Global first: Brit visits all 201 states without flying
Graham Hughes says Iraq and Afghanistan were easy. Islands like Nauru were the real challenges.
(Page 2 of 2)
In Pictures South Sudan: new nation, new conflict
Subscribe Today to the Monitor
Later, officials in the Democratic Republic of Congo jailed him for six days believing he was a spy.
“None of this put me off, it just made me more bloody-minded to succeed,” he says.
Death in the family
The hardest point, “when I just wanted to give up,” he remembers, was after his older sister, Nicola, died from cancer two years ago at the age of 48. Hughes rushed home to see her before she died. (The original article misstated the age of Hughes' sister.)
“She told me not to stop the trip, but I was at a real low point. I’d done 184 countries and had only 17 to go and I thought why not leave it there,” he says.
The memory of his sister spurred him on, as did the people that he met as he traveled and the money he was raising for Water Aid, which works to bring clean water to people in the developing world.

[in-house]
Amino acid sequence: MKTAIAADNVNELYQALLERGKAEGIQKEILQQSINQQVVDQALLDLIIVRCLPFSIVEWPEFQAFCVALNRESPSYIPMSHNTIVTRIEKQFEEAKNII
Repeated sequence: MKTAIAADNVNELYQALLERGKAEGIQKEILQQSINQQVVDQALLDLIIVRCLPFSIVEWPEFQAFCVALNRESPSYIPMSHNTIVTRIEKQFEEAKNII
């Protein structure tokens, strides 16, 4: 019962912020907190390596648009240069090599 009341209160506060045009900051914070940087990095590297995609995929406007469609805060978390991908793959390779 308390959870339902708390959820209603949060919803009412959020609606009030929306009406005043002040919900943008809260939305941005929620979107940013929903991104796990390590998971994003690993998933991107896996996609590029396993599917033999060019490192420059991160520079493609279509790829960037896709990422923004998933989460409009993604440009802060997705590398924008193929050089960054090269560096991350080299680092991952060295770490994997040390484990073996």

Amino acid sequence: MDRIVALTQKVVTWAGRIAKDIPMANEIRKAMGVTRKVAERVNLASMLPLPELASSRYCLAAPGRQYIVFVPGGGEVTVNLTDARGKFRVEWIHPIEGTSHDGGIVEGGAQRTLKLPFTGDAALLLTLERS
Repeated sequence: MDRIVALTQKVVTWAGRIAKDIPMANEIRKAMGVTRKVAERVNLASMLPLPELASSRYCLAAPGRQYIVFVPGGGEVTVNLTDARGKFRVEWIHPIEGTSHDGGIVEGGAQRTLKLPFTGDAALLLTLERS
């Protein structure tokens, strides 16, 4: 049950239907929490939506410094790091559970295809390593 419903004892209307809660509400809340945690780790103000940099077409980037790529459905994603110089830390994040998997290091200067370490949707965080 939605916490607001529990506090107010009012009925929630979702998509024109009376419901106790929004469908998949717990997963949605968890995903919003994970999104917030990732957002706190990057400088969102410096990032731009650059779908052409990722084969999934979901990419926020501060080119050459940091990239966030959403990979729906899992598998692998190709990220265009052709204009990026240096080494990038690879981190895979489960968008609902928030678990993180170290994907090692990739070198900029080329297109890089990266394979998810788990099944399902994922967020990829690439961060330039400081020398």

“If you take everything that you know of the world from the news, it’s all the bad stuff and you get very paranoid that everyone is out to get you,” he says.
“But the most amazing thing to me is that everyone I met looked after me and I didn’t even know them.”
Hughes plans to stay in South Sudan only until Wednesday. But he will not then be flying home.
“Someone wrote to me and pointed out that this would be the trip of a lifetime for most people, but for me it’s essentially just the bus home,” he says. After a long rest, he says he will then begin exploring options to continue with a career in film-making.